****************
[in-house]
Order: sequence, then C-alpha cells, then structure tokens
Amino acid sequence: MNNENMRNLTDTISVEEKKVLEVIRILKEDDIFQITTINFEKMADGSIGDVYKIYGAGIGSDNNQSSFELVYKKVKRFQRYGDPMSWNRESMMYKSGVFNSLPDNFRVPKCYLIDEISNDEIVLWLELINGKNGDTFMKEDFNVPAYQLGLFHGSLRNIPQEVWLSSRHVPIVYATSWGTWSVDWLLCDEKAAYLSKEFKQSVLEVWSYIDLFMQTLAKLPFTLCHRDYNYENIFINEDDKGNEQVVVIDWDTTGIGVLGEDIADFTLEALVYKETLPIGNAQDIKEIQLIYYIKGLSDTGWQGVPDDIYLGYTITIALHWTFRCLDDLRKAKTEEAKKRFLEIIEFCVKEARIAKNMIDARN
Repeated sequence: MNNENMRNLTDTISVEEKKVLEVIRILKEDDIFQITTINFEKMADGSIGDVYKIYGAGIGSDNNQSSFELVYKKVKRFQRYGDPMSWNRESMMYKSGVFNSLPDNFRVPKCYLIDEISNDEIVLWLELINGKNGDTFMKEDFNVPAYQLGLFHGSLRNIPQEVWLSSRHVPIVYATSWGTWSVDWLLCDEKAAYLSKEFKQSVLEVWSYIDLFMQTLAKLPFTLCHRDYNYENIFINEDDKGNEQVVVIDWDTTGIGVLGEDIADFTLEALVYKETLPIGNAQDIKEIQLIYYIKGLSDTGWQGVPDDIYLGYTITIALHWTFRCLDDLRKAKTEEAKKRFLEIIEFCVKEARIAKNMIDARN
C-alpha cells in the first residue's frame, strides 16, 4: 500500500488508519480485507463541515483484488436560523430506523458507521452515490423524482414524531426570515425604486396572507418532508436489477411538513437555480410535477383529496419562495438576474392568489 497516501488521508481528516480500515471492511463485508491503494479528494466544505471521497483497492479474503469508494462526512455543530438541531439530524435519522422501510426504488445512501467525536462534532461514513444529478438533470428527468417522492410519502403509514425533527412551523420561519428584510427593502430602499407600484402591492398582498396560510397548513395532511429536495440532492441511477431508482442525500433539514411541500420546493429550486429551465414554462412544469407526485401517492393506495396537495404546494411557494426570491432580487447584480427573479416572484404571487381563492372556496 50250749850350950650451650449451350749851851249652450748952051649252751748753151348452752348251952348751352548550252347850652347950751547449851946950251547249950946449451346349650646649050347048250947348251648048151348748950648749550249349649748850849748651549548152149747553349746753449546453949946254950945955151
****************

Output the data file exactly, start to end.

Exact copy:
[in-house]
Order: sequence, then C-alpha cells, then structure tokens
Amino acid sequence: MNNENMRNLTDTISVEEKKVLEVIRILKEDDIFQITTINFEKMADGSIGDVYKIYGAGIGSDNNQSSFELVYKKVKRFQRYGDPMSWNRESMMYKSGVFNSLPDNFRVPKCYLIDEISNDEIVLWLELINGKNGDTFMKEDFNVPAYQLGLFHGSLRNIPQEVWLSSRHVPIVYATSWGTWSVDWLLCDEKAAYLSKEFKQSVLEVWSYIDLFMQTLAKLPFTLCHRDYNYENIFINEDDKGNEQVVVIDWDTTGIGVLGEDIADFTLEALVYKETLPIGNAQDIKEIQLIYYIKGLSDTGWQGVPDDIYLGYTITIALHWTFRCLDDLRKAKTEEAKKRFLEIIEFCVKEARIAKNMIDARN
Repeated sequence: MNNENMRNLTDTISVEEKKVLEVIRILKEDDIFQITTINFEKMADGSIGDVYKIYGAGIGSDNNQSSFELVYKKVKRFQRYGDPMSWNRESMMYKSGVFNSLPDNFRVPKCYLIDEISNDEIVLWLELINGKNGDTFMKEDFNVPAYQLGLFHGSLRNIPQEVWLSSRHVPIVYATSWGTWSVDWLLCDEKAAYLSKEFKQSVLEVWSYIDLFMQTLAKLPFTLCHRDYNYENIFINEDDKGNEQVVVIDWDTTGIGVLGEDIADFTLEALVYKETLPIGNAQDIKEIQLIYYIKGLSDTGWQGVPDDIYLGYTITIALHWTFRCLDDLRKAKTEEAKKRFLEIIEFCVKEARIAKNMIDARN
C-alpha cells in the first residue's frame, strides 16, 4: 500500500488508519480485507463541515483484488436560523430506523458507521452515490423524482414524531426570515425604486396572507418532508436489477411538513437555480410535477383529496419562495438576474392568489 497516501488521508481528516480500515471492511463485508491503494479528494466544505471521497483497492479474503469508494462526512455543530438541531439530524435519522422501510426504488445512501467525536462534532461514513444529478438533470428527468417522492410519502403509514425533527412551523420561519428584510427593502430602499407600484402591492398582498396560510397548513395532511429536495440532492441511477431508482442525500433539514411541500420546493429550486429551465414554462412544469407526485401517492393506495396537495404546494411557494426570491432580487447584480427573479416572484404571487381563492372556496 50250749850350950650451650449451350749851851249652450748952051649252751748753151348452752348251952348751352548550252347850652347950751547449851946950251547249950946449451346349650646649050347048250947348251648048151348748950648749550249349649748850849748651549548152149747553349746753449546453949946254950945955151